Troubleshooting Keyword Woes
Finding the right keywords for your pages proves to be much more of an art than an exact science, requiring patience and trial and error. At most, you just increase the chance to rank your page in search engine listings. There could be other problems with your market or page holding you back as well.
You followed the Step-by-Step Keyword Guide, but your pages still do not rank.
Remember the other two factors touched upon, code to text ratio and domain age? You might want to see if the current pages listed in a search query for your keywords beat yours in these two categories.
For code to text ratio testing, you can plug the URL of your webpages into the script at the following website:
The lower the percentage, the better.
To check the age of a domain, try looking it up in WHOIS at
Though I must warn you, some owners hide this information.
You got your webpage ranked on the first page for a keyword, but you want more traffic and to use more competitive keywords.
You never need to be satisfied with your current keywords. Most people start out with low competition keywords. You should aim to upgrade to phrases with higher monthly traffic volumes in the long run. Once you start receiving more inbound links and your website begins to build some longevity, try going back and testing your page against others listed for terms receiving more searches. You might find you now have a chance to rank for the better keywords!
Your page ranked in the number 1 spot for a keyword, but it brings you no traffic!
A few factors could be contributing to this problem. First off, you need to make sure that the keyword does relate to your content and your title. If it’s not relevant, it’s not working for you. You should also check your meta-description or page description. Change your description to more positively reflect the content of your page. The description appears underneath page titles in search listings and is your second most effective search marketing asset.
Always stay in your niche. Sure, your business might be about high end sport car mods, but maybe your company really focuses on mods only for cars from Japan, or only built by Honda or Nissan. Maybe you only do work for customers in the Houston, Texas area. “Houston Nissan Z mods” will deliver a more targeted and likely audience then “Japanese sports car mods” or “sport car mods.”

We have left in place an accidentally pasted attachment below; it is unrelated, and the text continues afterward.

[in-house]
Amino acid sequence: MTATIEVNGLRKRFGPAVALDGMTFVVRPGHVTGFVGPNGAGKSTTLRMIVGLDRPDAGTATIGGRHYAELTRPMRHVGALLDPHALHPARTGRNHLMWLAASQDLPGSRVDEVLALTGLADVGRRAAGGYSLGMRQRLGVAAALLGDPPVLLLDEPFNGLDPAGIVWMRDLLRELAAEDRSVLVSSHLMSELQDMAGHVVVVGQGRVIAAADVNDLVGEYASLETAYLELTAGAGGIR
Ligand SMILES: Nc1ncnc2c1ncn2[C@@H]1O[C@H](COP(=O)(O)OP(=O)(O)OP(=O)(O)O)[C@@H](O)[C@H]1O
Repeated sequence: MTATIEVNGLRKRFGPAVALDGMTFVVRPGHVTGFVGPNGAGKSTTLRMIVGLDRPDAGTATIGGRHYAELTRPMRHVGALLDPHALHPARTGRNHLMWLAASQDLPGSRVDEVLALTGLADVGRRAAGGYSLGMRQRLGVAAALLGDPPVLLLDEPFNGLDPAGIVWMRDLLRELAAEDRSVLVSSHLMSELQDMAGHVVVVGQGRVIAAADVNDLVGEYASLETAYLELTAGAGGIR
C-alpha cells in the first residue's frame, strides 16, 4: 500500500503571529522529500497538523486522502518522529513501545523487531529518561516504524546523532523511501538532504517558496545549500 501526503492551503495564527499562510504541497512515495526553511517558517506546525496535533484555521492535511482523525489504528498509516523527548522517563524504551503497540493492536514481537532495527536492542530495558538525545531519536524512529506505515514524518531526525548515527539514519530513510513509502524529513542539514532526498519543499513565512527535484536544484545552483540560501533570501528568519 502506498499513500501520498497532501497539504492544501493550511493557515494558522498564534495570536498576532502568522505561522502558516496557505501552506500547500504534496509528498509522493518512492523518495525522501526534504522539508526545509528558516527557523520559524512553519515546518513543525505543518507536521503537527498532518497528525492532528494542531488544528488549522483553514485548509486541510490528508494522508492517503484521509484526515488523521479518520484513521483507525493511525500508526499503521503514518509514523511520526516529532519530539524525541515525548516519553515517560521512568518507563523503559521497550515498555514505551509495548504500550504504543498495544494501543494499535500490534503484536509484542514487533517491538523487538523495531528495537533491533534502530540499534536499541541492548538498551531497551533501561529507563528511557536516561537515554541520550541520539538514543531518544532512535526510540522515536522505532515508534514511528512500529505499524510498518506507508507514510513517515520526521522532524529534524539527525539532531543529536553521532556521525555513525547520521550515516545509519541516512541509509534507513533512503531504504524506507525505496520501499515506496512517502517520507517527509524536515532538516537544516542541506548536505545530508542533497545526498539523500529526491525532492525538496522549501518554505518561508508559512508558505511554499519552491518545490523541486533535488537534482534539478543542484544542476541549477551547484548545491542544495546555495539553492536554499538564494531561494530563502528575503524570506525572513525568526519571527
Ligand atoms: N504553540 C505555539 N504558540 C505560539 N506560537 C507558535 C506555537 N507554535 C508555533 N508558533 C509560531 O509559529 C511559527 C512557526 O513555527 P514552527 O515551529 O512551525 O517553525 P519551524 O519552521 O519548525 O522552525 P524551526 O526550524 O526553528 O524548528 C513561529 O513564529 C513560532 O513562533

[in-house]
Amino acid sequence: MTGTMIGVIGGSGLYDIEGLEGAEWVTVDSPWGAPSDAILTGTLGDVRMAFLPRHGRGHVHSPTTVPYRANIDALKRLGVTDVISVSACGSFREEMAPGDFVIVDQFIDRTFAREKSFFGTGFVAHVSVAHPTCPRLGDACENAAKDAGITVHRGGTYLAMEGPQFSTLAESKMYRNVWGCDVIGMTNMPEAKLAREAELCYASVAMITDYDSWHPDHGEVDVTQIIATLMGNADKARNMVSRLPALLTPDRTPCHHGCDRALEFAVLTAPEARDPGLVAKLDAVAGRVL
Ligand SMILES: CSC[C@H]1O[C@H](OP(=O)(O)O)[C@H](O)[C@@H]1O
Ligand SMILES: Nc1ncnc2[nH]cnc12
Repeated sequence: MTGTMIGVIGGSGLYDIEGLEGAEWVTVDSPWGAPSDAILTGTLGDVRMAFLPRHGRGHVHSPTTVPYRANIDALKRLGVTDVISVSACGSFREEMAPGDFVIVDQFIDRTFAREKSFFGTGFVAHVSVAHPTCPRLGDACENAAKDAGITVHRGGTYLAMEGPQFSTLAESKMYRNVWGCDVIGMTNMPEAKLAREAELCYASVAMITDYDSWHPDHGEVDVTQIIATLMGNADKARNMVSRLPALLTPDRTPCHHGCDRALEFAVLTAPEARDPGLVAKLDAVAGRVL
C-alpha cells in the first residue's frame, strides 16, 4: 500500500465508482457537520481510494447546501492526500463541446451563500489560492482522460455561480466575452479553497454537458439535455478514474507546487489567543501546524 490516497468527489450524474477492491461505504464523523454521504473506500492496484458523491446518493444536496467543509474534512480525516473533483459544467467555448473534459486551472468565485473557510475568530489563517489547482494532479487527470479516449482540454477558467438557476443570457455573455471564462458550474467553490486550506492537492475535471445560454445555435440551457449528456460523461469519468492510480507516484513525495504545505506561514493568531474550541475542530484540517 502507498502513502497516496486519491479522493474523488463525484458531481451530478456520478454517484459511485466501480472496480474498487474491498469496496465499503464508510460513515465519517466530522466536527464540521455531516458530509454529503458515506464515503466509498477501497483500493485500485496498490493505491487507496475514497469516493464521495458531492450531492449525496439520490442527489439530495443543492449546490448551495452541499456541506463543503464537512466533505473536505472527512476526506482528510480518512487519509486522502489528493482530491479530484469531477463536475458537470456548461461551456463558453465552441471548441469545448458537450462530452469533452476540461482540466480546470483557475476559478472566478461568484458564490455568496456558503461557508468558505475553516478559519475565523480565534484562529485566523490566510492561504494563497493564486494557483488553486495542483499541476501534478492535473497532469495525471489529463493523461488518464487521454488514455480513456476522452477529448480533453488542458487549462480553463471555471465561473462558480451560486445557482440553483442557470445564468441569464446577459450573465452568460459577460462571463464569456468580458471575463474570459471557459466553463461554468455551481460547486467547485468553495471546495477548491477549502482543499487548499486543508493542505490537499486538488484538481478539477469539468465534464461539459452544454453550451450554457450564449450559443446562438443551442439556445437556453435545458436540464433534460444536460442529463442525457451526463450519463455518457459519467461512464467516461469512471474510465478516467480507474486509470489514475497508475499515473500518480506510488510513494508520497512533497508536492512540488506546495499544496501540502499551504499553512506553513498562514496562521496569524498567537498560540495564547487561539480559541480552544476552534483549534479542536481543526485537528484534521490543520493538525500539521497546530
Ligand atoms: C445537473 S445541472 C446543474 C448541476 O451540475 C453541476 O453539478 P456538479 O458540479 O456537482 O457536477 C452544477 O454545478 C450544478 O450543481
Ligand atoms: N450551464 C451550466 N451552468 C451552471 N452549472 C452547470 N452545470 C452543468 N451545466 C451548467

Other websites could also be upstaging your listing.
People not only look at the title of your webpage and your page’s description in comparison to the other sites ranked, but they will look at the source as well. Like in most new situations, credibility and reputation matter. Your website might not be as well known as some of the other domains and domain types listed in the search engine listing. If you go head to head with these more credible sources, people will more likely pass your website over and click your competition, despite your rank.
Take into considering the following website types when doing your keyword research and evaluating your search engine listing position:
Informative by nature and usually peer reviewed by professionals in their own field, articles and other publications from a .edu domain will most likely trump the trustworthiness of anything you throw at it. A keyword that brings up a first page littered with results from the educational elite will greatly destroy your chances.
Major News Sources
CNN, MSNBC, and other major news publications and networks will most likely be unbeatable due to their journalistic credibility and popularity. If they already dominate the search listing for your keyword, best to try a different phrase.
The government also engages in research and distributes informative and useful information across the Web. If your keyword creates a first page with plenty of .gov’s to go through, competitors beware.
Market Specific Websites